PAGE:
Tanzis Ice (Vince Tanzi Book 2)

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Cornerstone of the Baptist Church on the lawn of United Parish. The original inscription can be seen in the photo on the left, with the inscription, added after the stone was moved, on the right. The Harvard Church became the home of the new merged congregation; St. Mark's was converted to condominiums; and the Baptist Church was torn down, leaving only this stone and the bell as physical reminders of its existence. The Coolidge Corner Theatre opened on this date in after years of opposition that kept Brookline theaterless long after movies had come to neighboring communities.

Read more about the year fight to keep motion pictures out of Brookline in this two-part post from Ad in Brookline Chronicle , December 21, It is shown here as the Speedwell filling station and auto repair shop. The building was torn down in But like the other " Ghost Buildings of Brookline " in this series, a piece of it remains behind.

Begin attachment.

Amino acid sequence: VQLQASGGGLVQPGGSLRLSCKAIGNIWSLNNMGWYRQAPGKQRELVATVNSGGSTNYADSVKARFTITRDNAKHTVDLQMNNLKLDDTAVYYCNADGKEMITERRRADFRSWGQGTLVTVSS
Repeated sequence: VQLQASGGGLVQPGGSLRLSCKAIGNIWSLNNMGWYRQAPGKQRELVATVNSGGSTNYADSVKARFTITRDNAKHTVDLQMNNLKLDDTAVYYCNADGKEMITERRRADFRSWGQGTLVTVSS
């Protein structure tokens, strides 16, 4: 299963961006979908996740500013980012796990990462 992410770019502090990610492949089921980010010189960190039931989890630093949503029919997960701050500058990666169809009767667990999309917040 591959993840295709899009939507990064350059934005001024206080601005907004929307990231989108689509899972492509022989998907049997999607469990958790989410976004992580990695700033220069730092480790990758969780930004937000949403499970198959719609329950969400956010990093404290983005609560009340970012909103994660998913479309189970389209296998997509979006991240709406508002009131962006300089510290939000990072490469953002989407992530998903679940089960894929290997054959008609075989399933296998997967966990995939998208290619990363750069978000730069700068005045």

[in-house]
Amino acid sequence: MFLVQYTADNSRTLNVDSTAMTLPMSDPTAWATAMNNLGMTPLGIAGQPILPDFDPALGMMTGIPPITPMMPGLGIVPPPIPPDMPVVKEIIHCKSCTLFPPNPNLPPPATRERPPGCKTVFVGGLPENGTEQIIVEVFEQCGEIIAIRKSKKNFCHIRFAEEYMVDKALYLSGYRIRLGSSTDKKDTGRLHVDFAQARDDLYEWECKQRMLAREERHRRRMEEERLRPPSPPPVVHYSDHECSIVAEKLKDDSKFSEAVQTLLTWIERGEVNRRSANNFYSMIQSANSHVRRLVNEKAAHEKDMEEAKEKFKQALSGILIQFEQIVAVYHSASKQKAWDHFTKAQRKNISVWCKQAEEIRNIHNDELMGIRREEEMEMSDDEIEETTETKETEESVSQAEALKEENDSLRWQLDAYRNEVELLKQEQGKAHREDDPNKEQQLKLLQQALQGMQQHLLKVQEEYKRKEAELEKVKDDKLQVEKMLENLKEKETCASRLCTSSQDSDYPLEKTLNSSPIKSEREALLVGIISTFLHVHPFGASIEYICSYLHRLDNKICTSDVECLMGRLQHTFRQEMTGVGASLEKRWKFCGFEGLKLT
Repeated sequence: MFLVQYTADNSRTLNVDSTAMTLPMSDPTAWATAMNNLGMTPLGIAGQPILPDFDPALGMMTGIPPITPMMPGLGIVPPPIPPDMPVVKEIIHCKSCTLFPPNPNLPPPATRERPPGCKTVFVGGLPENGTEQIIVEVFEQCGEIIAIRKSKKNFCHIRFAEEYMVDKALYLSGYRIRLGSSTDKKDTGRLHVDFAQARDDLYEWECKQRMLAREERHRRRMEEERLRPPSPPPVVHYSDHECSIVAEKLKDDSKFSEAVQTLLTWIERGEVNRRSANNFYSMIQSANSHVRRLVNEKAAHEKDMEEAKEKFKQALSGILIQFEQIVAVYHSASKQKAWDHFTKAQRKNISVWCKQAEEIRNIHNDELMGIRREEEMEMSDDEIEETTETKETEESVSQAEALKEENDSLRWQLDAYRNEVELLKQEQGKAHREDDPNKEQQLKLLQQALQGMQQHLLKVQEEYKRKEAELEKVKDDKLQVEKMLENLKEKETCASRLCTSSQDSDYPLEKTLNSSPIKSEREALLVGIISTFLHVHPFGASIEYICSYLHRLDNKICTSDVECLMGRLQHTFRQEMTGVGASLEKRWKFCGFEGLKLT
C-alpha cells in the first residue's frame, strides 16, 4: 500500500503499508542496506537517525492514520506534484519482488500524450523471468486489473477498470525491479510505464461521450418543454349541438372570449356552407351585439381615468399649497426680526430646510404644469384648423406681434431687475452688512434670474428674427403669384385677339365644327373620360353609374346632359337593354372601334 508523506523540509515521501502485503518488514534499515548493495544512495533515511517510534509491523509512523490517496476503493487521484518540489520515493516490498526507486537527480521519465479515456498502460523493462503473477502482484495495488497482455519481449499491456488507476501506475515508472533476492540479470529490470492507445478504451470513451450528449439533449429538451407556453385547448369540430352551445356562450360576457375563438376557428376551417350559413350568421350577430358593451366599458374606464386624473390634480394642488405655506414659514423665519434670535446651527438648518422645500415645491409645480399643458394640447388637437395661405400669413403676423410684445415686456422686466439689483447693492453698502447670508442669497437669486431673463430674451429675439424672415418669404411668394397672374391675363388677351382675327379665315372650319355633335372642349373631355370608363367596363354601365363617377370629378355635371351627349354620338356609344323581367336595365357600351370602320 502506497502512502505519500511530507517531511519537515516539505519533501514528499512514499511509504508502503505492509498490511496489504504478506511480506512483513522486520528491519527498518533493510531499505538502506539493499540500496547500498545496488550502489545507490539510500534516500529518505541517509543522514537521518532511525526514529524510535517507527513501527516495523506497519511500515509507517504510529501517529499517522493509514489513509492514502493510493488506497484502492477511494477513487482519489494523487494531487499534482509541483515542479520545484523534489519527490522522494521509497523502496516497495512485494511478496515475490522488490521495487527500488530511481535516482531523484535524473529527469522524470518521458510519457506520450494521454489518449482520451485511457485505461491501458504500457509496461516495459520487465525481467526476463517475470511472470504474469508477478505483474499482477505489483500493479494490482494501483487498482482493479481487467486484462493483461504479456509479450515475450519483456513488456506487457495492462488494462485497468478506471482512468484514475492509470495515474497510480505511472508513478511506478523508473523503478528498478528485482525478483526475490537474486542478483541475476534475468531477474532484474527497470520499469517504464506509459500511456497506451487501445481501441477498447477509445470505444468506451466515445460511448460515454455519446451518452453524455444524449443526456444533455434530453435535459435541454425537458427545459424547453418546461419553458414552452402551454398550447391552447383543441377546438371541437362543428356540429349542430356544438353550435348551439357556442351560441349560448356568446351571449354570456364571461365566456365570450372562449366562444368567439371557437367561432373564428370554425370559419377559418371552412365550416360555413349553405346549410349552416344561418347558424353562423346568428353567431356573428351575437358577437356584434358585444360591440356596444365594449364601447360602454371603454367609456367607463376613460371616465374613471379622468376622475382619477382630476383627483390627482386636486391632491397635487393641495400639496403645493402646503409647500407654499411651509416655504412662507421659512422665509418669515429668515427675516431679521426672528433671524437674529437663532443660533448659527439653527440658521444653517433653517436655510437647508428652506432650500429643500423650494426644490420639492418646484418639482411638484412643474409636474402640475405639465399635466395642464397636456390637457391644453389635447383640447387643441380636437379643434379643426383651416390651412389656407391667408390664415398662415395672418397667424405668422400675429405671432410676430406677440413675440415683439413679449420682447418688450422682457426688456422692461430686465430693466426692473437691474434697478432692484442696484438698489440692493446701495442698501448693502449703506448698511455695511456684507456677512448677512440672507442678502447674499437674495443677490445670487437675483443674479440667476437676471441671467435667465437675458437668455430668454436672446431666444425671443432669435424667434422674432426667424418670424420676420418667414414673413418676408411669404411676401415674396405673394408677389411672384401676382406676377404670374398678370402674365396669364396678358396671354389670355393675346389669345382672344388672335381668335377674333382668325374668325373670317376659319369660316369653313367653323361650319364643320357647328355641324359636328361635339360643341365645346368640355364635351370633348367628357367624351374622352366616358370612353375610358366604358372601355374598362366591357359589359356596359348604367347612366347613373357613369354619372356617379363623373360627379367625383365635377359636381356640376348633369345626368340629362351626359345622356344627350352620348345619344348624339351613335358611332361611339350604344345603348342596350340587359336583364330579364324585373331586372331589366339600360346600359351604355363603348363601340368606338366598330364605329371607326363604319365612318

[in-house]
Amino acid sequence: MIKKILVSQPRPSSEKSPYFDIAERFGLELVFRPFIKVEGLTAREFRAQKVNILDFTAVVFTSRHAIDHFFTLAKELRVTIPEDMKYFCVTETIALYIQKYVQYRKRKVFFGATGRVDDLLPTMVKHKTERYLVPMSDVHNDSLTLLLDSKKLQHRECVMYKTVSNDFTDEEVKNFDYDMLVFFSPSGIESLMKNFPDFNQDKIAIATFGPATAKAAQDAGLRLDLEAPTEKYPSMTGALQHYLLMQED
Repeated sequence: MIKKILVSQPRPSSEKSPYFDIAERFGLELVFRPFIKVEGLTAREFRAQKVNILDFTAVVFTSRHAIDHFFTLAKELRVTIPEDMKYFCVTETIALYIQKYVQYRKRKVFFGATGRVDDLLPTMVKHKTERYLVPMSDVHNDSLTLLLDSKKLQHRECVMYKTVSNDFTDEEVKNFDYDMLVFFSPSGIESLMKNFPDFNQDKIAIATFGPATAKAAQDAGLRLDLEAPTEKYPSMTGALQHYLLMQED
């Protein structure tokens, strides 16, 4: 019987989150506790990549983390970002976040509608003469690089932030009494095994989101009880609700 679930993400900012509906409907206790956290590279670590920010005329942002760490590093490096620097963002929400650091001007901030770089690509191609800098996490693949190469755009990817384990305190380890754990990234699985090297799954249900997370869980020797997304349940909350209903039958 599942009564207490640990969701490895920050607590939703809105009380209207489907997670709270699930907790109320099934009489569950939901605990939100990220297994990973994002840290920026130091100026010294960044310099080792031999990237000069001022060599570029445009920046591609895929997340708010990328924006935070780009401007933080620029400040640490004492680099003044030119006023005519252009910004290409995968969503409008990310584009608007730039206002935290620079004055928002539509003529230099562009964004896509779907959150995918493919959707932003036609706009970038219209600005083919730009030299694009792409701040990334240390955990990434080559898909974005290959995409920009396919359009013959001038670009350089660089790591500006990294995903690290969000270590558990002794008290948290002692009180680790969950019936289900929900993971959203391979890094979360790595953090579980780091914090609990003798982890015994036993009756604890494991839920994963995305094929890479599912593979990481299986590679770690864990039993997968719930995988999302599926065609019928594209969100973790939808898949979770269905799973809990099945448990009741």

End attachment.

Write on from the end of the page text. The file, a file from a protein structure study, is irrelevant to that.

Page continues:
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Do you know what and where it is? Check back next week for the answer. Photo courtesy of Brookline Preservation Office. The gas station shown below, which began as an auto supply store in , stood at Washington Street, just north of Beacon Street behind what is now the Fireplace restaurant. The auto supply business actually began in the space now occupied by the restaurant, in The building was torn down in and replaced by a parking lot. But the cupola from the gas station was saved through the efforts of Barbara Soifer, long-time owner of The Little Swiss House jewelry store.